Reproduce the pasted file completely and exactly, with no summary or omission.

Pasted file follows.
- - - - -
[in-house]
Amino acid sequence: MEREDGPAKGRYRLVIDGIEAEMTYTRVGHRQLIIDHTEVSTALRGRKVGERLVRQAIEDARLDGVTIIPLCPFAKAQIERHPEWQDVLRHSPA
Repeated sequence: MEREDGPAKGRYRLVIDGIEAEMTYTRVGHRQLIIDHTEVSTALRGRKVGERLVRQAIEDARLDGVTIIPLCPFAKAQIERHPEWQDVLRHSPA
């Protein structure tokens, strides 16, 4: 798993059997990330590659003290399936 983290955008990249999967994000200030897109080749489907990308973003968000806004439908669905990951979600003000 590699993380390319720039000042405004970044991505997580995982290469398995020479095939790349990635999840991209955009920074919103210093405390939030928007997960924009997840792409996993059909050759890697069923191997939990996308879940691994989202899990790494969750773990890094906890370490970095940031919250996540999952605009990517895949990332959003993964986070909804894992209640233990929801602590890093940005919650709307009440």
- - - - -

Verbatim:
[in-house]
Amino acid sequence: MEREDGPAKGRYRLVIDGIEAEMTYTRVGHRQLIIDHTEVSTALRGRKVGERLVRQAIEDARLDGVTIIPLCPFAKAQIERHPEWQDVLRHSPA
Repeated sequence: MEREDGPAKGRYRLVIDGIEAEMTYTRVGHRQLIIDHTEVSTALRGRKVGERLVRQAIEDARLDGVTIIPLCPFAKAQIERHPEWQDVLRHSPA
């Protein structure tokens, strides 16, 4: 798993059997990330590659003290399936 983290955008990249999967994000200030897109080749489907990308973003968000806004439908669905990951979600003000 590699993380390319720039000042405004970044991505997580995982290469398995020479095939790349990635999840991209955009920074919103210093405390939030928007997960924009997840792409996993059909050759890697069923191997939990996308879940691994989202899990790494969750773990890094906890370490970095940031919250996540999952605009990517895949990332959003993964986070909804894992209640233990929801602590890093940005919650709307009440």